Karl has been working for his own company IT Sky Consulting GmbH since 2007, mostly as contractor doing SW development, SW-architecture, and training, including teaching college lectures. He has a sound knowledge of programming languages such as Clojure, Scala, Java, Perl, Ruby, and C.
Born in 1965, Karl studied Mathematics and Informatics at the University of Karlsruhe. He worked in a research lab for computational methods in mathematics from 1992 to 1995. From 1995 to 2007 Karl was based in Switzerland and has worked in various IT-related jobs (mostly development, but also training, sw architecture, team lead, project lead, technical project lead, business analysis, testing, system administration, database administration, database design, documentation, release management, head of IT, strategy, etc).
Karl is also a polyglot as he speaks German, English, Russian, Spanisch, Swedish, Norwegian to a useful level and a bit of French and Esperanto.
I'm speaking at...
Clojure eXchange 2018
Two days in London
If you're looking for the best place to learn about Clojure, Functional Programming and network with like-minded people, then Clojure eXchange 2018 is the conference you simply can't miss. Meet with the world's leading experts on Clojure and learn the latest concepts and applications...fp functional-programming clojurex clojure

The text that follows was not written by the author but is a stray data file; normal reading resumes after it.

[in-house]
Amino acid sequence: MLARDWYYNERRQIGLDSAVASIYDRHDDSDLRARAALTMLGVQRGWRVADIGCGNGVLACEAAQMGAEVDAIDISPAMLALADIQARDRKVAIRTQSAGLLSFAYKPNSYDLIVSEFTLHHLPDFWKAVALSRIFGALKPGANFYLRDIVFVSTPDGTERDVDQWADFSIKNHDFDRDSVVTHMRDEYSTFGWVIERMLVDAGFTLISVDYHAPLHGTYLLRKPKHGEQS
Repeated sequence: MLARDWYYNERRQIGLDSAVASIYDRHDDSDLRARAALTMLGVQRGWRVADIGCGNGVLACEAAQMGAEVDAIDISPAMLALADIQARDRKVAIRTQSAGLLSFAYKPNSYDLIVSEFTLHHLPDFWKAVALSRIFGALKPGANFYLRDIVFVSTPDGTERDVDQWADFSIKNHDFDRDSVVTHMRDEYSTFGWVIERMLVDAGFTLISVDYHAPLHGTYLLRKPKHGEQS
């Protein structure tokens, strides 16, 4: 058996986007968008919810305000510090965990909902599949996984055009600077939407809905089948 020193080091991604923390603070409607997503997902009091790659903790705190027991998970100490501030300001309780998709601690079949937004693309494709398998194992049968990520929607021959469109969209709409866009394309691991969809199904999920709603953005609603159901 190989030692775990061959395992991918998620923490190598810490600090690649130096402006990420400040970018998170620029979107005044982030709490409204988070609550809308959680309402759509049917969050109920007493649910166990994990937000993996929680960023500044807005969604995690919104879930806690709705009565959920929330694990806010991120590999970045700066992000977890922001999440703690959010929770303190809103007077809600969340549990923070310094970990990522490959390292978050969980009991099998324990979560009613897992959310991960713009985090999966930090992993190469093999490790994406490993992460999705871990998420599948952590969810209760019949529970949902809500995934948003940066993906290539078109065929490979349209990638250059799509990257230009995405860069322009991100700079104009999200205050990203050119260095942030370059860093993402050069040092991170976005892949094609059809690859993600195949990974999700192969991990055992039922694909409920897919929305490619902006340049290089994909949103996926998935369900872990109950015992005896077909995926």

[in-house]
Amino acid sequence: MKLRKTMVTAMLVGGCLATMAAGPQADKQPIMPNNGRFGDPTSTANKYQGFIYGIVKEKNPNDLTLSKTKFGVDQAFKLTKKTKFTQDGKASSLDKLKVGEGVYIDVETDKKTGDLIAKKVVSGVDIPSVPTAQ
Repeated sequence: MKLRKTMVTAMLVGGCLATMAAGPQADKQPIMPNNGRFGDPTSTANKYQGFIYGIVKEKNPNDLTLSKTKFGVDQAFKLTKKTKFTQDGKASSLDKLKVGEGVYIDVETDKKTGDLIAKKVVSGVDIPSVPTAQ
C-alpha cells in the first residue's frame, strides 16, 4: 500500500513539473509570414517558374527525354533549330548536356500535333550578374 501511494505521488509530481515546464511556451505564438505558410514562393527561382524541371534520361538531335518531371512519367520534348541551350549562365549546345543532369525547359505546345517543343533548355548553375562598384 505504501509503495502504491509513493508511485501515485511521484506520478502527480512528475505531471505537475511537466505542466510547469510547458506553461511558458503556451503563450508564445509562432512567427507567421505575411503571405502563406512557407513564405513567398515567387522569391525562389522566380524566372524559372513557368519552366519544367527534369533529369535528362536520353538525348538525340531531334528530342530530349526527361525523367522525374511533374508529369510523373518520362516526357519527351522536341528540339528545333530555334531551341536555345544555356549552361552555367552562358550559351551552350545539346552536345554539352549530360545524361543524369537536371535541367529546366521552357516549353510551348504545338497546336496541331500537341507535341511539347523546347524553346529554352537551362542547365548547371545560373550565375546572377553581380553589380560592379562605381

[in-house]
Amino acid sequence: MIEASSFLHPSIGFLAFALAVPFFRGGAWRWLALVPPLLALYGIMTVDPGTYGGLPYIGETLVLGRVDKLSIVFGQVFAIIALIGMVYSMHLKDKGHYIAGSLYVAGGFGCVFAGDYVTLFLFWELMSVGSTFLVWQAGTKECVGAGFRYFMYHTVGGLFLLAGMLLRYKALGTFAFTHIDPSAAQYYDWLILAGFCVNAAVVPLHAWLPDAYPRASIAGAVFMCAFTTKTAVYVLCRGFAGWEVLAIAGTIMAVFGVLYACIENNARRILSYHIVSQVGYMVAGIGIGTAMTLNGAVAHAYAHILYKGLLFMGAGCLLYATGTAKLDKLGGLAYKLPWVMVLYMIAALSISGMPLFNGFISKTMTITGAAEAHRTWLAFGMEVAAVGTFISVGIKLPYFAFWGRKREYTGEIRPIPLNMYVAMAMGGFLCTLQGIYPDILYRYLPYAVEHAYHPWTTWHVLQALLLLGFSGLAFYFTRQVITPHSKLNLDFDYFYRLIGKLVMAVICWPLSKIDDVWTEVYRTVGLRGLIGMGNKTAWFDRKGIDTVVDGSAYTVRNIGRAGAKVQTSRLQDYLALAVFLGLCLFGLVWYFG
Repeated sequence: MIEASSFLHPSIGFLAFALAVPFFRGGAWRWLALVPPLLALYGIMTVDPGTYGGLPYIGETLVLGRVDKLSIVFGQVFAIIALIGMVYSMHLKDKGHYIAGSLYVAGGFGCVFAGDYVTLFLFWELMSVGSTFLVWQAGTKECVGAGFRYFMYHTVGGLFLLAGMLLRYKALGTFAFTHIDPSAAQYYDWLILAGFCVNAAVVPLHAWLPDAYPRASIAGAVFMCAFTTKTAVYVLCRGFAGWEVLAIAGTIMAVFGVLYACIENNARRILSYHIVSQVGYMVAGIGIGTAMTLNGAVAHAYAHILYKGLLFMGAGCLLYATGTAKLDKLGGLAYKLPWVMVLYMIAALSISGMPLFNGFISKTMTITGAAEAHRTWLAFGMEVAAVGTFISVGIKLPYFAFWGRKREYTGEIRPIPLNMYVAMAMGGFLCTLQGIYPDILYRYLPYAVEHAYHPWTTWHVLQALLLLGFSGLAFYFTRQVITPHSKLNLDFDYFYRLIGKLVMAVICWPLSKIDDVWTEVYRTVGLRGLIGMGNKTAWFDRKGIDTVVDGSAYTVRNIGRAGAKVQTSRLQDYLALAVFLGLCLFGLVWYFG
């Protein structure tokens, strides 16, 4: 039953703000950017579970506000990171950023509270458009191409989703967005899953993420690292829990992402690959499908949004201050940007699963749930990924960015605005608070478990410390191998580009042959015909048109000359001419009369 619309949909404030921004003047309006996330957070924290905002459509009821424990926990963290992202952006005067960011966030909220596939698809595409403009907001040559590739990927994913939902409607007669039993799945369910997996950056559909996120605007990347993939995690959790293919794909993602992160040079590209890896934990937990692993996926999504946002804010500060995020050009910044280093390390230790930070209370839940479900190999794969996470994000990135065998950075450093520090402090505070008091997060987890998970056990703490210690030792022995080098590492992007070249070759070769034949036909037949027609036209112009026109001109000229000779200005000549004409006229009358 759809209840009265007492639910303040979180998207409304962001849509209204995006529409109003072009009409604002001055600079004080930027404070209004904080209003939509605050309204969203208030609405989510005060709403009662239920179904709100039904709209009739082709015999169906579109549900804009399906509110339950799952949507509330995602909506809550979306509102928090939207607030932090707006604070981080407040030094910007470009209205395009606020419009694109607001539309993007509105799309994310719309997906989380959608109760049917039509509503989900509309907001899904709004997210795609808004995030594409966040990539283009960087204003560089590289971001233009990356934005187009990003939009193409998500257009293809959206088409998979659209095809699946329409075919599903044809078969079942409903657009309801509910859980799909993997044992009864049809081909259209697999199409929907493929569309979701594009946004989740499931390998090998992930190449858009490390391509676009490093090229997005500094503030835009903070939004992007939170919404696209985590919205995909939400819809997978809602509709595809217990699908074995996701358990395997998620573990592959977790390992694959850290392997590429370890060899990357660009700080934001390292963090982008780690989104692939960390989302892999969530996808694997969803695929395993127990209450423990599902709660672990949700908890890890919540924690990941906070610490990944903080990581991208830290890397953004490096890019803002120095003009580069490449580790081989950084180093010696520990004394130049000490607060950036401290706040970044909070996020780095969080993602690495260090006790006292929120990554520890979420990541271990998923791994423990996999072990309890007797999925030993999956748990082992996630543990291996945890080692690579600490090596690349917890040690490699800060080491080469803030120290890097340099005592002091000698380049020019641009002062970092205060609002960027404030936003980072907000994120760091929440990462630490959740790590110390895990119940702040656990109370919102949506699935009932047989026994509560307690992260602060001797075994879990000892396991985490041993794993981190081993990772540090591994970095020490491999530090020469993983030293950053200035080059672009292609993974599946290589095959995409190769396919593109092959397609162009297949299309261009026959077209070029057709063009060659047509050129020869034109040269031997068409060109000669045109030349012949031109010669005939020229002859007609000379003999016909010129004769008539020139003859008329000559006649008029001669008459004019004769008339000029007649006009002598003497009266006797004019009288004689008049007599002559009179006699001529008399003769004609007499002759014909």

Talks I've Given
Lightning Talks 2
Featuring Bas Geerdink, Jeff Smith, Aurelien Waite and Karl Brodowsky
This session will consist of four 15-minute talks by Jeff Smith, Aurelien (Rory) Waite, Bas Geerdnik, and Karl Brodowsky, where the following topics will be covered; numbers, computers, scala, deep learning, spark, statistics models, translationscala scalax computers
Why computers calculate wrong and how to fix it
Featuring Karl Brodowsky
We use numbers in our programs all the time (integers and floating point numbers), and usually assume that the maths is done correctly. However, these integers and floating point numbers are both flawed, in the sense that an inexperienced user can use them to produce wildly inaccurate results.